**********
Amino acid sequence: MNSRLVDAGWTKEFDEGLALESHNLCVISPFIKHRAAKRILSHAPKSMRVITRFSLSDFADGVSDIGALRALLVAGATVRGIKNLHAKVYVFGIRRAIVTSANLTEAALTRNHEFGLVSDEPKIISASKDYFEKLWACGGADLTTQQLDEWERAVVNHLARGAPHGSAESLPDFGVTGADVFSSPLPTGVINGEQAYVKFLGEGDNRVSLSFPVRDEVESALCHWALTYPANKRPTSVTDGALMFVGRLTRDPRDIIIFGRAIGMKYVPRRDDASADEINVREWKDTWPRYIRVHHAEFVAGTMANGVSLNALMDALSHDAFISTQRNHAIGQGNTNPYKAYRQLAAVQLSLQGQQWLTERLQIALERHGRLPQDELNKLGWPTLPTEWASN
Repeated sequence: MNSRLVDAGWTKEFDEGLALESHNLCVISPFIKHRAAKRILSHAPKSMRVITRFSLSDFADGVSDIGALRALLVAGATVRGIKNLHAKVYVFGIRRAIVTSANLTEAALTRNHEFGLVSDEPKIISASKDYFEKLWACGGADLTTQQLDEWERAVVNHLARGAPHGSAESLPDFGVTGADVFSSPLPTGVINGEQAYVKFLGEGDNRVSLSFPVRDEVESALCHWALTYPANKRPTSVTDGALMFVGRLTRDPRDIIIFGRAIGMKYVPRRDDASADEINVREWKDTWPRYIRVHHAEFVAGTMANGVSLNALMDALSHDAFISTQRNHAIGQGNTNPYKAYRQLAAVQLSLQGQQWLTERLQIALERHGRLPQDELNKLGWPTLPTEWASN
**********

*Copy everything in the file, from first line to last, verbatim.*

Amino acid sequence: MNSRLVDAGWTKEFDEGLALESHNLCVISPFIKHRAAKRILSHAPKSMRVITRFSLSDFADGVSDIGALRALLVAGATVRGIKNLHAKVYVFGIRRAIVTSANLTEAALTRNHEFGLVSDEPKIISASKDYFEKLWACGGADLTTQQLDEWERAVVNHLARGAPHGSAESLPDFGVTGADVFSSPLPTGVINGEQAYVKFLGEGDNRVSLSFPVRDEVESALCHWALTYPANKRPTSVTDGALMFVGRLTRDPRDIIIFGRAIGMKYVPRRDDASADEINVREWKDTWPRYIRVHHAEFVAGTMANGVSLNALMDALSHDAFISTQRNHAIGQGNTNPYKAYRQLAAVQLSLQGQQWLTERLQIALERHGRLPQDELNKLGWPTLPTEWASN
Repeated sequence: MNSRLVDAGWTKEFDEGLALESHNLCVISPFIKHRAAKRILSHAPKSMRVITRFSLSDFADGVSDIGALRALLVAGATVRGIKNLHAKVYVFGIRRAIVTSANLTEAALTRNHEFGLVSDEPKIISASKDYFEKLWACGGADLTTQQLDEWERAVVNHLARGAPHGSAESLPDFGVTGADVFSSPLPTGVINGEQAYVKFLGEGDNRVSLSFPVRDEVESALCHWALTYPANKRPTSVTDGALMFVGRLTRDPRDIIIFGRAIGMKYVPRRDDASADEINVREWKDTWPRYIRVHHAEFVAGTMANGVSLNALMDALSHDAFISTQRNHAIGQGNTNPYKAYRQLAAVQLSLQGQQWLTERLQIALERHGRLPQDELNKLGWPTLPTEWASN